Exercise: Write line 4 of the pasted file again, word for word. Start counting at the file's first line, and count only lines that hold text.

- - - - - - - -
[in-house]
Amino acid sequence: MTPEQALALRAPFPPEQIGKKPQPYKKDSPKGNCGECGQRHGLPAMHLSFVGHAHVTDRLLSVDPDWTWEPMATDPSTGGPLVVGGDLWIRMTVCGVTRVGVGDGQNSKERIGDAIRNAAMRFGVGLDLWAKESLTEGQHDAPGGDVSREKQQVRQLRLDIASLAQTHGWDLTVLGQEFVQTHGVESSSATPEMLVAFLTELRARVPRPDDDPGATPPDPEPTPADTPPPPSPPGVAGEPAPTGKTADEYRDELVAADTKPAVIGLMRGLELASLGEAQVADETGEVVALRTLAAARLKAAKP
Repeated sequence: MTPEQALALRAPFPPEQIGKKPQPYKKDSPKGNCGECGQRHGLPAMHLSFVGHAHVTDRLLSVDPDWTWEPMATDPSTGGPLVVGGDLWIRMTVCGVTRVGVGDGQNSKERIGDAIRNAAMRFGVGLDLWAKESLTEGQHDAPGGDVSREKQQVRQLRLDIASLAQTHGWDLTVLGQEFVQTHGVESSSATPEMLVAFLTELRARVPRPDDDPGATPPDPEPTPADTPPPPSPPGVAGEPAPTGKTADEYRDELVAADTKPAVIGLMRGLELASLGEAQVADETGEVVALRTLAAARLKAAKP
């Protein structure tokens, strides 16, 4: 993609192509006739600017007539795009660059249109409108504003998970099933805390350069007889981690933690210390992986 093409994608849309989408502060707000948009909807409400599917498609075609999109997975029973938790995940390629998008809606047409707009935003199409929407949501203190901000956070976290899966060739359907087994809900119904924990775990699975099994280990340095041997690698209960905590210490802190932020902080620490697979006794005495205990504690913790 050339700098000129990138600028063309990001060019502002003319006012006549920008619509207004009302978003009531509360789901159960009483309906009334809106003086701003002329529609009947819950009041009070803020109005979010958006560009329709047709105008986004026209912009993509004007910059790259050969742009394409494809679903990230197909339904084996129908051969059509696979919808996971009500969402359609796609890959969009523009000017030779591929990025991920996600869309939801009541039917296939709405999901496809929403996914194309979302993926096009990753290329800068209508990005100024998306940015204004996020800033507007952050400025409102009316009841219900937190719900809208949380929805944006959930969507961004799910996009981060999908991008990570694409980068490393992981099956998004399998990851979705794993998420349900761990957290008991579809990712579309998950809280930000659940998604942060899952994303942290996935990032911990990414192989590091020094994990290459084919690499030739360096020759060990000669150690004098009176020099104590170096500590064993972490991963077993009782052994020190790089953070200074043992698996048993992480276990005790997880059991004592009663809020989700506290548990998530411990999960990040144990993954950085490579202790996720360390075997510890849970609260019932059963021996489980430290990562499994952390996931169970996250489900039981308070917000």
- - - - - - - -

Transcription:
């Protein structure tokens, strides 16, 4: 993609192509006739600017007539795009660059249109409108504003998970099933805390350069007889981690933690210390992986 093409994608849309989408502060707000948009909807409400599917498609075609999109997975029973938790995940390629998008809606047409707009935003199409929407949501203190901000956070976290899966060739359907087994809900119904924990775990699975099994280990340095041997690698209960905590210490802190932020902080620490697979006794005495205990504690913790 050339700098000129990138600028063309990001060019502002003319006012006549920008619509207004009302978003009531509360789901159960009483309906009334809106003086701003002329529609009947819950009041009070803020109005979010958006560009329709047709105008986004026209912009993509004007910059790259050969742009394409494809679903990230197909339904084996129908051969059509696979919808996971009500969402359609796609890959969009523009000017030779591929990025991920996600869309939801009541039917296939709405999901496809929403996914194309979302993926096009990753290329800068209508990005100024998306940015204004996020800033507007952050400025409102009316009841219900937190719900809208949380929805944006959930969507961004799910996009981060999908991008990570694409980068490393992981099956998004399998990851979705794993998420349900761990957290008991579809990712579309998950809280930000659940998604942060899952994303942290996935990032911990990414192989590091020094994990290459084919690499030739360096020759060990000669150690004098009176020099104590170096500590064993972490991963077993009782052994020190790089953070200074043992698996048993992480276990005790997880059991004592009663809020989700506290548990998530411990999960990040144990993954950085490579202790996720360390075997510890849970609260019932059963021996489980430290990562499994952390996931169970996250489900039981308070917000």